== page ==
By underpinning global supply chains and linking consumers and producers, importers and exporters, efficient freight transport infrastructure and logistics are also supporting trade and market access at the national, regional and global levels and have positive impacts on economic growth. However, inadequate and poor conditions of transport infrastructure and services, including poor accessibility to rural areas, undermine the role of transport as an engine of trade growth, global integration and sustainable development for many developing countries.

Indeed, supply chain logistical bottlenecks and insufficient investment in the infrastructure has been repeatedly identified as a key challenge, including by experts at relevant UNCTAD meetings. The persistent transport infrastructure gap is raising costs, reducing access and undermining effective participation in regional global supply chains and transport networks. Today’s global infrastructure demand is estimated at approximately US$4 trillion in annual expenditure, with a gap – or missed opportunity – of at least US$1 trillion every year (9).

The public sector has traditionally played a key role in developing transport infrastructure. However, for many developing countries public financing for transport infrastructure faces a number of challenges, including competition with other high-priority areas for public funds such as health care, education and debt service, tight national budgets and limited ability of governments to borrow domestically and/or internationally. In Latin America and the Caribbean region, for example, investment needs required annually to meet infrastructure demands in the period 2012–2020 are estimated at 6.2 per cent of GDP, or some US$320 billion (10).

In this context and bearing in mind the perspective of developing countries, ensuring appropriate transport policies and investment strategies (see section below on finance) to address prevailing physical and non-physical barriers such as in respect of infrastructure issues (for example, insufficiency, inadequacy, congestion, and maintenance requirements), missing links and interoperability of systems (for example, equipment, vehicles, technologies and standards) is key.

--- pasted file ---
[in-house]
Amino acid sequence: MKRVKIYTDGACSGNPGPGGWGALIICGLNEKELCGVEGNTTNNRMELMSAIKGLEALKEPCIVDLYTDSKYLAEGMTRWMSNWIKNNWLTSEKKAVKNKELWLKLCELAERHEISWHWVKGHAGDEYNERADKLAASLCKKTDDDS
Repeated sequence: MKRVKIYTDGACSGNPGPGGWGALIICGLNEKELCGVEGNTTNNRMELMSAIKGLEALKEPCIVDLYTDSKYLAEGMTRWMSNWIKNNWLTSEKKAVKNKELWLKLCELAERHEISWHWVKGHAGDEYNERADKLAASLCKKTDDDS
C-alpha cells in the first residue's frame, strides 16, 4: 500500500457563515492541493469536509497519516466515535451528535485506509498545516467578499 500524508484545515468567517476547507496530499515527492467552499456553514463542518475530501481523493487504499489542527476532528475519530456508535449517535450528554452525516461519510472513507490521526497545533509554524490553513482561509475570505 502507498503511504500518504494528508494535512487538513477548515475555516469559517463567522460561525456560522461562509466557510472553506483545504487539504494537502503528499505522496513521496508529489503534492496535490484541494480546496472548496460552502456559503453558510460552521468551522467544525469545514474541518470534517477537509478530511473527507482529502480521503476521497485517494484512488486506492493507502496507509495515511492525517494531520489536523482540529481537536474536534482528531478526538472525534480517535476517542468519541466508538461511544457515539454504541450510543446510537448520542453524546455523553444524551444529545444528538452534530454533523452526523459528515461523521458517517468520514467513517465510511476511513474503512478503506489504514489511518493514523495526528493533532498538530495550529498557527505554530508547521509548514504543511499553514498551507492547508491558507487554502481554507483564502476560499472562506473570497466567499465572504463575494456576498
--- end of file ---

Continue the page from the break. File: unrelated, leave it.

(1) IMO, Third IMO Greenhouse Gas Study 2014.
(2) UNCTAD, Review of Maritime Transport 2015.
(3) UNCTAD estimates that in 2013, the average freight cost as a share of imports value was estimated at close to 7 % for developed economies, 10 % for developing economies and 8 % for the world average.
(4) UNCTAD, 2010, Oil prices and maritime freight rates: An empirical investigation, technical report.
(5) A. Newell, P. Nuttall, E. Holland, J. Veitayaki, and B. Prasad, 2014, Turning the tide: The need for sustainable sea transport in the Pacific. Sustainable Sea Transport Research Programme, University of the South Pacific, Fiji.
(6) UNCTAD, 2014, Closing the Distance: Partnerships for Sustainable and Resilient Transport Systems in SIDS.
(7) OECD/IEA, 2015, World Energy Outlook Special Report 2015. Energy and Climate Change.
(8) UNCTAD, 2012, Review of Maritime Transport 2012, chapter 5.
(9) WEF, 2013, Strategic Infrastructure Steps to Prepare and Accelerate Public–Private Partnership.
(10) UNECLAC, 2014, Fuente: Base de datos de inversiones en infraestructura económica en América Latina y el Caribe, 1980–2012, and Bolet FAL N° 332.

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Disclaimer: While every effort is made to ensure the accuracy and completeness of the SFT-Portal, UNCTAD assumes no responsibility for eventual errors or omissions. In the event of doubt regarding the content of the SFT-Portal or if you wish to add content, it is suggested that you contact us by using the online contact form or send us an e-mail to transport.section@unctad.org.